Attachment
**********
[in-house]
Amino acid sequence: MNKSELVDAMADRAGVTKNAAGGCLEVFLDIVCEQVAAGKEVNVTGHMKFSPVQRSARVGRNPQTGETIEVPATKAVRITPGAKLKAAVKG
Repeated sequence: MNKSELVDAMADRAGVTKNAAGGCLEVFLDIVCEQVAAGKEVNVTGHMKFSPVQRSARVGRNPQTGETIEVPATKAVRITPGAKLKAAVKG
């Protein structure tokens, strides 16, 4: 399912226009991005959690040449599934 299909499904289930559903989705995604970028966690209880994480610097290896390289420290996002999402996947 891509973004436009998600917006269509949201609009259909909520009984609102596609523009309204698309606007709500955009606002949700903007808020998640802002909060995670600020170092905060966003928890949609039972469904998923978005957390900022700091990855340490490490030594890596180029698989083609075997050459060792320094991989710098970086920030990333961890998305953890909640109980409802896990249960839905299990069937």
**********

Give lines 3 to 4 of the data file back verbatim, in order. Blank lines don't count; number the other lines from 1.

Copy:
Repeated sequence: MNKSELVDAMADRAGVTKNAAGGCLEVFLDIVCEQVAAGKEVNVTGHMKFSPVQRSARVGRNPQTGETIEVPATKAVRITPGAKLKAAVKG
């Protein structure tokens, strides 16, 4: 399912226009991005959690040449599934 299909499904289930559903989705995604970028966690209880994480610097290896390289420290996002999402996947 891509973004436009998600917006269509949201609009259909909520009984609102596609523009309204698309606007709500955009606002949700903007808020998640802002909060995670600020170092905060966003928890949609039972469904998923978005957390900022700091990855340490490490030594890596180029698989083609075997050459060792320094991989710098970086920030990333961890998305953890909640109980409802896990249960839905299990069937």